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What are the Effects of HHC?

What are the Effects of HHC?

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Cannabis enthusiasts have been buzzing about HHC, or hexahydrocannabinol, lately, as it offers a unique experience compared to more well-known cannabinoids like CBD and Delta-9 THC. 

While HHC occurs naturally in small amounts in hemp and marijuana, it is now being isolated and sold as a standalone product. In this article, we'll explore the effects of HHC and how they compare to other popular cannabinoids. Whether you're a seasoned cannabis user or new to the scene, this guide will give you a better understanding of what HHC has to offer.

What Are Cannabinoids?

Let’s start with the basics before we talk about HHC’s effects.

If you've had Delta-8, hemp-derived Delta-9, or even CBD, then you're already familiar with cannabinoids to some extent.

They’re simply compounds found in the cannabis species, whether hemp or marijuana. On that note, the only difference between the two cannabis variants is one established by lawmakers. Hemp has a Delta-9 THC concentration of no more than 0.3% by dry weight, while marijuana contains any concentration greater than this. That's pretty much the only difference.

Anyway, there are at least 113 known cannabinoids in these plants. Hexahydrocannabinol, or HHC, is but one cannabinoid that occurs naturally in small amounts in hemp and marijuana.

Some speculate that HHC is a byproduct of Delta-9 THC breaking down in the plant.

The Endocannabinoid System 

So now that we've got cannabinoids down let's talk about the endocannabinoid system.

"Wait, there's an entire system in the human body dedicated to processing THC? Sweet!"

Well, yes, and also, no.

The endocannabinoid system, or ECS, is a vast network of cellular receptors and chemical signals throughout the human body. The ECS helps carry out many vital functions such as:
This system uses compounds made by the human body called endocannabinoids. Depending on the function needed to maintain a state of internal balance (homeostasis), these endocannabinoids will bind to different receptors.

Interestingly, phytocannabinoids (derived from cannabis) such as THC and HHC are molecularly similar to endocannabinoids. Therefore, they can interact with this system.

A pretty neat natural occurrence, right?

Discovery of the Endocannabinoid System

People have known the effects of cannabis for thousands of years but don't know what caused those effects.  Scientists then identified cannabinoids as the compounds in the plants that cause the effects, but people didn't know how they worked in the human body.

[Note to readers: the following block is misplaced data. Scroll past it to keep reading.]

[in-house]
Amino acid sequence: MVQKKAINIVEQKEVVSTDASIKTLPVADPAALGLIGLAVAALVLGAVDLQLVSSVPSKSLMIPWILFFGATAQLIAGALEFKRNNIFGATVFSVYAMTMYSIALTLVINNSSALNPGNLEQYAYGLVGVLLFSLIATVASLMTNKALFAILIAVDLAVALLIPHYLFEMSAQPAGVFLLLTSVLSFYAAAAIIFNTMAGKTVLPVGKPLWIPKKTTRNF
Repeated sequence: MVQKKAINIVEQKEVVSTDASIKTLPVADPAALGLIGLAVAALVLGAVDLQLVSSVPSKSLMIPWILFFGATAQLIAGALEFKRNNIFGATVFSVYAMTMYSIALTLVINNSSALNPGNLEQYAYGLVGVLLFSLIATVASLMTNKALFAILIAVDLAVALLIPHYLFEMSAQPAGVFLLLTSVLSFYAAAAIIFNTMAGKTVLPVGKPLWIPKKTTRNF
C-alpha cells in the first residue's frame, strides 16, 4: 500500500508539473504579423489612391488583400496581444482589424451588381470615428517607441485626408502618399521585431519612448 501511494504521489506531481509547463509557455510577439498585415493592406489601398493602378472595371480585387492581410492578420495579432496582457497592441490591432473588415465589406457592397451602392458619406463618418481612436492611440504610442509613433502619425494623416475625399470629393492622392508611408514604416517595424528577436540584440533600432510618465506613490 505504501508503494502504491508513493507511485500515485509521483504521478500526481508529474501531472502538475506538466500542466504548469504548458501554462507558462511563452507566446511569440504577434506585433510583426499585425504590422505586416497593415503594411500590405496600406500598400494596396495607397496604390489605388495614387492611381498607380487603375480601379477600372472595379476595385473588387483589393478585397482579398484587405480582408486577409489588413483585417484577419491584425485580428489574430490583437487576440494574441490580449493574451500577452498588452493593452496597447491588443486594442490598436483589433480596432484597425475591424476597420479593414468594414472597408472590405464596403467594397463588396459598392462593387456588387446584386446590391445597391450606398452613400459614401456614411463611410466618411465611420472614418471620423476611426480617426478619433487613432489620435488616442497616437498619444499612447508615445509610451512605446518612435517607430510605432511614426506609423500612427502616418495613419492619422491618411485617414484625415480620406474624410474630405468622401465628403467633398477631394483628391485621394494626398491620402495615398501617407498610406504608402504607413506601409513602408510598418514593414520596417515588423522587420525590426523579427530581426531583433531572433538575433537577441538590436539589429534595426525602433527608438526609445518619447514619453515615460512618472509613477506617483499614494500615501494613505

Researchers discovered the endocannabinoid system when figuring out how cannabinoids work in the body.  So that about covers how the endocannabinoid system works.

Before we talk about HHC, the next step is to discuss how THC works since the two are very similar.

How Does THC Work?

Man smoking weed and blowing puffs of smoke while resting at the foggy beach

THC, as a cannabinoid, works by binding to the body's cannabinoid receptors

There are two types of cannabinoid receptors in the human body. There are CB1 receptors in the central nervous system (the brain and spinal cord). Then, there are CB2 receptors located throughout other parts of the body (along with CB1 receptors).

Delta-9 THC is structurally very similar to the endocannabinoid anandamide, which modulates much of the brain's reward circuitry behavior. Like anandamide, THC can bind to CB1 and CB2 receptors but has a high affinity for binding with CB1 receptorsIn the brain, there are high concentrations of CB1 receptors in the cerebellum, brainstem, basal ganglia, neocortex, and hippocampus.

What do these parts of the brain do? Here's a handy list:
  • Cerebellum: coordinates movement, balance, and posture
  • Brain stem: breathing, consciousness, pain processing, and sleep
  • Basal ganglia: motor control, motor learning, emotions, and behaviors
  • Neocortex: language, decision-making, and perception 
  • Hippocampus: learning and memory 
It's important to note that these are parts of the brain with higher concentrations of CB1 receptors, but they're not the only ones with these receptors.

So to tie this back into how THC works, it binds to cannabinoid receptors with a particular "liking" to CB1 receptors, which are highly concentrated in the central nervous system. Because these parts of the central nervous system influence how you process pain, emotions, and other bodily functions, THC has an effect on these same functions when you consume it. It essentially activates all of the parts of your brain with CB1 receptors.

And now, let's get into how HHC works.

Effects of HHC


So what are the effects of HHC? Well, this is a bit of a trick question, because it depends on what type of HHC you're talking about.

HHC is essentially hydrogenated THC"Hydrogenated" refers to when something is charged or combined with hydrogen.